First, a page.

"I don't know," she said at last. "You'll have to take some comfort in the fact that I do keep coming back. I always have. I'm here now. And I can't promise that I would still come if you pulled any of that shit again. I guess I don't think you ever would."

She sighed, pulled herself to her feet, and moved over to the window. It looked out onto a brick wall, but the small triangle of sky that she could see prickled with stars.

"Cupid wasn't exactly Mr. Healthy Relationship himself after the wedding," she noted absently. "Gods know, there was enough that I had to forgive him for. Maybe I'm just a fucked up personality. Anyway. That's between him and me. And this part is between you and me."

She turned around. There was the cluttered apartment, the piles of pink schlock, and the crumpled goddess on the couch. Another century, she thought, another world, another time- but in the end it's always the same old story. Trying to love without getting hurt.

"You always ask whether I've forgiven you," she said, "and I always say the same thing back. Do you remember?"

Venus looked up. "You say that you won't answer that until I'm ready to believe it."

Psyche waited.

"I'm not," Venus admitted. "Not yet."

She hadn't really expected anything else, so Psyche just nodded.

"I've got time," she said. "But not a universe of it, you know. Even when you're immortal, things change and things end. The Bacchus Incident should have taught you that."

Now Venus's mouth quirked in a tired smile. "Don't tell me that you're contemplating suicide."

"After all these years of talking you two down from it? Hell no. But I always wonder whether one of you is going to make it in the end. And you owe it to yourselves to try to make up before that happens. He's your goddamn son."

"He's your goddamned husband."

"That means as much as we let it. Times are changing, you know. And I've got at least enough from Cupid's last Ponzi scheme to book us both to Vermont or Montreal." She grinned at Venus's expression. "Okay, all right, I know, too much, too soon."

They both contemplated that a moment.

"Too soon," Venus murmured. "It's been- what, more than three thousand years?"

"It was a lot to get over," Psyche pointed out. "And I'm not promising to wait forever. But hell in a bucket, V., you're the goddess of love. When you take a girl...she damn well stays taken."

She bent to pick up the damp and soiled towel that she had used for Venus's feet, returned to the bathroom, and dumped it in the washer. By the time she came out, she had her composure back, more or less.

"V.," she asked, "are you going to be okay?"

"Yeah," said the goddess. "I think so."

They managed to give each other watery smiles.

"Zepher knows how to find me," Psyche said. "He always does. If I don't hear from you in the next ten years or so, I'll come back and check in."

"Where the hell are you staying, anyway?" Venus asked, sounding nearly normal.

"It's nicer than this place. But I don't have my own washing machine. Cupid's next cheque is pegged for that." She leaned over, and traced a length of Venus's hair with one finger, from the root to the tip. "I'm gonna see you soon, right?"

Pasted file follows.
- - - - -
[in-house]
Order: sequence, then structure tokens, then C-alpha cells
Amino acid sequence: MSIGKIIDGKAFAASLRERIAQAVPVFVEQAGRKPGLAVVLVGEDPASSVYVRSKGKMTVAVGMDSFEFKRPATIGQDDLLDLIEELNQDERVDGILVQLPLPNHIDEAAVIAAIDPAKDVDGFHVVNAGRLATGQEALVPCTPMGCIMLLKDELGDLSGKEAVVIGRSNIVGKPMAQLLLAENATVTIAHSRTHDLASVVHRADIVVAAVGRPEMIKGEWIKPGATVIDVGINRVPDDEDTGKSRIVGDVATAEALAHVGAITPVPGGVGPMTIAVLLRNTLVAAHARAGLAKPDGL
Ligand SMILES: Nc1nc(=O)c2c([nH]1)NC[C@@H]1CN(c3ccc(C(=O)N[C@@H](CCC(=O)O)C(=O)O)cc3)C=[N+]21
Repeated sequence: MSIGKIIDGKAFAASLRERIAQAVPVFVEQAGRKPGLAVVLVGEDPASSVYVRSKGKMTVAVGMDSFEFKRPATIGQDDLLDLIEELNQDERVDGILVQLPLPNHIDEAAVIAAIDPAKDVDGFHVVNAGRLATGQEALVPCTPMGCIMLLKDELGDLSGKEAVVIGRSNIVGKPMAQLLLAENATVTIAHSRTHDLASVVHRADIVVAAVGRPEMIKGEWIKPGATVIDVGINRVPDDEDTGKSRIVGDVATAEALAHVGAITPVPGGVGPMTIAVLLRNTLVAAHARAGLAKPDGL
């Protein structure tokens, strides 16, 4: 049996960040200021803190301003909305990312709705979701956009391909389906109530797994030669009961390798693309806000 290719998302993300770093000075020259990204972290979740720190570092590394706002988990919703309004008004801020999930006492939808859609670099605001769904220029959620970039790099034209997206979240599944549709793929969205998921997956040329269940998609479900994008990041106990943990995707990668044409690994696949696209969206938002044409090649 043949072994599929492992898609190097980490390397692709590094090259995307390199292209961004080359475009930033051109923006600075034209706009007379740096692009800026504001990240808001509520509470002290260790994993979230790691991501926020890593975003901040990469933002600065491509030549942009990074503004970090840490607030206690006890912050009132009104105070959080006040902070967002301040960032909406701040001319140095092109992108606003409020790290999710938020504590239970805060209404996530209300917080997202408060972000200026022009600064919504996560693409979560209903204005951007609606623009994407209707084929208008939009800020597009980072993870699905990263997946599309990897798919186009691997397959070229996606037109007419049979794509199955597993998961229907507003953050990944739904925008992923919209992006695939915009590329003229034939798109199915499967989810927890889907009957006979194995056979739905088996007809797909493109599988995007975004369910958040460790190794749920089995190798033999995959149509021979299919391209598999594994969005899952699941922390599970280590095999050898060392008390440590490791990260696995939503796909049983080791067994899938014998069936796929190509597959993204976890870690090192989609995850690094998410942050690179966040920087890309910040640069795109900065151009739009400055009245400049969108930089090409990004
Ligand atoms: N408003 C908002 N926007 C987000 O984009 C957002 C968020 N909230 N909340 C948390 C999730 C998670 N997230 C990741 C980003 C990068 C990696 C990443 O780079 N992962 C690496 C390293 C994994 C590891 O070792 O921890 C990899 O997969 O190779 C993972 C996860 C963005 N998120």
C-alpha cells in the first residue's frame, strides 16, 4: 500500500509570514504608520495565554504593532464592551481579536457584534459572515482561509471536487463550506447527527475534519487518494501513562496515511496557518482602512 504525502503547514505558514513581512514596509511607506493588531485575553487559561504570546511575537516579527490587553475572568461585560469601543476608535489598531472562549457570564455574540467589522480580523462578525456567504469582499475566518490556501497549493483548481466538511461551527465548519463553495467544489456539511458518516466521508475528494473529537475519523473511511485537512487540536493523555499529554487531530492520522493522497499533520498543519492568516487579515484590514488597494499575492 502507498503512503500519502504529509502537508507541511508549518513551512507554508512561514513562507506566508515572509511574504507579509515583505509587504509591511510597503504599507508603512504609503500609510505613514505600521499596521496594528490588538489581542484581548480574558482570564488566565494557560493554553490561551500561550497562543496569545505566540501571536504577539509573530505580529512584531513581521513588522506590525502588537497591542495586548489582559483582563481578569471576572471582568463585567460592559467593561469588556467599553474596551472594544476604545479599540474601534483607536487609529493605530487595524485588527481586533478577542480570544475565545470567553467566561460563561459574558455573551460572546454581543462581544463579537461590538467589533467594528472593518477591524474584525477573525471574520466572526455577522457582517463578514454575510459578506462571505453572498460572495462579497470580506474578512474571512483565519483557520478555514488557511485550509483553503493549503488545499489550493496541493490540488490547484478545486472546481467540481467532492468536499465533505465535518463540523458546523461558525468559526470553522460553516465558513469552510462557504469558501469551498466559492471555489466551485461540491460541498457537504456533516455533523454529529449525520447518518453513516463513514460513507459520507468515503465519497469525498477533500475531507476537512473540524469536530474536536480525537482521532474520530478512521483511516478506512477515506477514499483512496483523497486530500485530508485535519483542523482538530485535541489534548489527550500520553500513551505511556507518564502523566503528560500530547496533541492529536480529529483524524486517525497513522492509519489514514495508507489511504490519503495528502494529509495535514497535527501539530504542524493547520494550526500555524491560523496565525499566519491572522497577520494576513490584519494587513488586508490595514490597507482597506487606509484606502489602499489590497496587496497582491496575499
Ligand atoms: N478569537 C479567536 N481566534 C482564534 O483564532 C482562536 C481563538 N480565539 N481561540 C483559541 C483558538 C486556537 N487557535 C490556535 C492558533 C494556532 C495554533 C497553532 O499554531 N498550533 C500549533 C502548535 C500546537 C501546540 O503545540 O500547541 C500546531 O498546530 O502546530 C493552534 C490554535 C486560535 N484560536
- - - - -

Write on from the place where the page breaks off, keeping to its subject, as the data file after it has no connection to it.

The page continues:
Jupiter from his sublime throne read the following address: "Cupid has found and seduced a pretty girl called Psyche, and my sentence is that he must have her, hold her, possess her and cherish her from this time forth and for evermore."
Then he turned to Venus: "My dear, you have no occasion to be sad, or ashamed that your rank and station in Heaven has been disgraced by your son's match; for I'll see that the marriage is one between social equals." He ordered Mercury to fetch Psyche at once and escort her into his presence. When she arrived he took a cup of nectar and handed it to her. "Drink, Psyche, and become an immortal," he said. "Cupid will now never fly away from your arms, but must remain your lawful husband forever."
All things considered, Psyche thought as she emerged into the coolness of the street, she'd seen worse.

Well, of course she had, what with the plagues and genocide and vile fashion trends that she had seen in a life of three thousand years, but still- she'd seen Venus much closer to the edge before.

The only warning she had was a swirl in the air, a prickling at the back of her neck, before Zepher fell into step beside her. "You took care of it?"

"You know, Zeff, you really have to find a new job."

His laugh was like wind through broken branches. "Three thousand years," he said, "I'm not changing. And neither is she."

Psyche looked up. "You think so?"

"How long have you been trying? How long have you been grasping at straws? She's either pretending you never existed, or she's so mired in guilt that she can't move forwards. There's nothing else."

Psyche sped up, putting her hands in her pockets. It was getting cold. Zepher matched stride with her easily.

"All these centuries they've been telling my story," she said. "And all those centuries, nobody's given a damn about my side of it. Least of all her. But you know something? I still believe that someday, she's going to wake up and listen. Listen to what I want. And if she can ever extract her head from her ass long enough to do that, then she might finally realize..."

Her voice petered out, but there was no reason to go on, anyway. Zepher was grinning his nasty grin.

"You think so?"

"Yeah," she said, "I do."

And at that moment, she did. It was enough.

"You want to bet on it?"

"Sure," she said.


And they did.

Zipplic's Scrolls